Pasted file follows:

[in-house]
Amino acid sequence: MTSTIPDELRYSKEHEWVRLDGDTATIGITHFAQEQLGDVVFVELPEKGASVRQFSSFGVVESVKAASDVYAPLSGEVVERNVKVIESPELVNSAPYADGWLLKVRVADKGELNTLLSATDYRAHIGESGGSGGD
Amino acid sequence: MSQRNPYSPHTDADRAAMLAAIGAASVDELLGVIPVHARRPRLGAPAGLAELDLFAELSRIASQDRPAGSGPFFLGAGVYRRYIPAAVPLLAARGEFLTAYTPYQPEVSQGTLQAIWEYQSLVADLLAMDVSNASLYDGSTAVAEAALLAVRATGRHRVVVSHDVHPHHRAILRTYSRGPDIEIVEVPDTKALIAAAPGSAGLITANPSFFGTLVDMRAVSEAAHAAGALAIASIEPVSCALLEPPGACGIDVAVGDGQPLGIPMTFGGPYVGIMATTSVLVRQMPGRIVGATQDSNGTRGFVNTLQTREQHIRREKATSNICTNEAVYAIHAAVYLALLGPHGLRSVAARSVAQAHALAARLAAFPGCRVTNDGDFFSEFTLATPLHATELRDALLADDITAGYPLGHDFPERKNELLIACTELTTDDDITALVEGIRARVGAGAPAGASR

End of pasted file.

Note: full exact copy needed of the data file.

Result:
[in-house]
Amino acid sequence: MTSTIPDELRYSKEHEWVRLDGDTATIGITHFAQEQLGDVVFVELPEKGASVRQFSSFGVVESVKAASDVYAPLSGEVVERNVKVIESPELVNSAPYADGWLLKVRVADKGELNTLLSATDYRAHIGESGGSGGD
Amino acid sequence: MSQRNPYSPHTDADRAAMLAAIGAASVDELLGVIPVHARRPRLGAPAGLAELDLFAELSRIASQDRPAGSGPFFLGAGVYRRYIPAAVPLLAARGEFLTAYTPYQPEVSQGTLQAIWEYQSLVADLLAMDVSNASLYDGSTAVAEAALLAVRATGRHRVVVSHDVHPHHRAILRTYSRGPDIEIVEVPDTKALIAAAPGSAGLITANPSFFGTLVDMRAVSEAAHAAGALAIASIEPVSCALLEPPGACGIDVAVGDGQPLGIPMTFGGPYVGIMATTSVLVRQMPGRIVGATQDSNGTRGFVNTLQTREQHIRREKATSNICTNEAVYAIHAAVYLALLGPHGLRSVAARSVAQAHALAARLAAFPGCRVTNDGDFFSEFTLATPLHATELRDALLADDITAGYPLGHDFPERKNELLIACTELTTDDDITALVEGIRARVGAGAPAGASR